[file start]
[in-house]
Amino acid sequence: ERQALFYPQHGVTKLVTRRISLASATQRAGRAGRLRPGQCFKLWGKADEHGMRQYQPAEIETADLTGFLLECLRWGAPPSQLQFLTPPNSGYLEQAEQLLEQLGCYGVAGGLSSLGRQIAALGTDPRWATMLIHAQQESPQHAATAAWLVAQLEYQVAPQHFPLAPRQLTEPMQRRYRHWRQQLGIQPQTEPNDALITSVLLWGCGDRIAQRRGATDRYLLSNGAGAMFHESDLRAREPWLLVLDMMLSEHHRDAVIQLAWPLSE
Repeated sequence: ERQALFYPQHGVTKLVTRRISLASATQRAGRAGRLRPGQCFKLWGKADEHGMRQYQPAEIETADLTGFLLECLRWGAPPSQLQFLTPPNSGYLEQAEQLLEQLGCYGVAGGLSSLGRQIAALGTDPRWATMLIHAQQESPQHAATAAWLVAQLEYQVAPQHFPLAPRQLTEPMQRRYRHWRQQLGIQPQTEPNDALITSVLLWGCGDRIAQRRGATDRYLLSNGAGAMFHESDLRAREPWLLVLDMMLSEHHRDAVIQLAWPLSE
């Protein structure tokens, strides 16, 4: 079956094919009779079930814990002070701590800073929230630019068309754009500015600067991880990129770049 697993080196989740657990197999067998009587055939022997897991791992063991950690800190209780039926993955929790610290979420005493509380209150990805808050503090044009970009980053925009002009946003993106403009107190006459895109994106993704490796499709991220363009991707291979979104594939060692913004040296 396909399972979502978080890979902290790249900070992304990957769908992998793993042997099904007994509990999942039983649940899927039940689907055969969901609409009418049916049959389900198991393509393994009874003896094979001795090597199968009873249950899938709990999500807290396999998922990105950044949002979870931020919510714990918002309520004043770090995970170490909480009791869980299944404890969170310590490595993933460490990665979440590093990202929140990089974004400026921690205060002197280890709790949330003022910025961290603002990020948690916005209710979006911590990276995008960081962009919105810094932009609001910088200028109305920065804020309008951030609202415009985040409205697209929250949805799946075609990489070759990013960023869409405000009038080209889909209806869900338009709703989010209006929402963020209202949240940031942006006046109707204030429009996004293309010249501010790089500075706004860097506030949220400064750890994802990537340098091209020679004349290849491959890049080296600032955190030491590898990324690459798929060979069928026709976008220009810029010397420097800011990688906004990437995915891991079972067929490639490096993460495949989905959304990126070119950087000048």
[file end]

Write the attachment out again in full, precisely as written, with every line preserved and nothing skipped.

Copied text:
[in-house]
Amino acid sequence: ERQALFYPQHGVTKLVTRRISLASATQRAGRAGRLRPGQCFKLWGKADEHGMRQYQPAEIETADLTGFLLECLRWGAPPSQLQFLTPPNSGYLEQAEQLLEQLGCYGVAGGLSSLGRQIAALGTDPRWATMLIHAQQESPQHAATAAWLVAQLEYQVAPQHFPLAPRQLTEPMQRRYRHWRQQLGIQPQTEPNDALITSVLLWGCGDRIAQRRGATDRYLLSNGAGAMFHESDLRAREPWLLVLDMMLSEHHRDAVIQLAWPLSE
Repeated sequence: ERQALFYPQHGVTKLVTRRISLASATQRAGRAGRLRPGQCFKLWGKADEHGMRQYQPAEIETADLTGFLLECLRWGAPPSQLQFLTPPNSGYLEQAEQLLEQLGCYGVAGGLSSLGRQIAALGTDPRWATMLIHAQQESPQHAATAAWLVAQLEYQVAPQHFPLAPRQLTEPMQRRYRHWRQQLGIQPQTEPNDALITSVLLWGCGDRIAQRRGATDRYLLSNGAGAMFHESDLRAREPWLLVLDMMLSEHHRDAVIQLAWPLSE
């Protein structure tokens, strides 16, 4: 079956094919009779079930814990002070701590800073929230630019068309754009500015600067991880990129770049 697993080196989740657990197999067998009587055939022997897991791992063991950690800190209780039926993955929790610290979420005493509380209150990805808050503090044009970009980053925009002009946003993106403009107190006459895109994106993704490796499709991220363009991707291979979104594939060692913004040296 396909399972979502978080890979902290790249900070992304990957769908992998793993042997099904007994509990999942039983649940899927039940689907055969969901609409009418049916049959389900198991393509393994009874003896094979001795090597199968009873249950899938709990999500807290396999998922990105950044949002979870931020919510714990918002309520004043770090995970170490909480009791869980299944404890969170310590490595993933460490990665979440590093990202929140990089974004400026921690205060002197280890709790949330003022910025961290603002990020948690916005209710979006911590990276995008960081962009919105810094932009609001910088200028109305920065804020309008951030609202415009985040409205697209929250949805799946075609990489070759990013960023869409405000009038080209889909209806869900338009709703989010209006929402963020209202949240940031942006006046109707204030429009996004293309010249501010790089500075706004860097506030949220400064750890994802990537340098091209020679004349290849491959890049080296600032955190030491590898990324690459798929060979069928026709976008220009810029010397420097800011990688906004990437995915891991079972067929490639490096993460495949989905959304990126070119950087000048």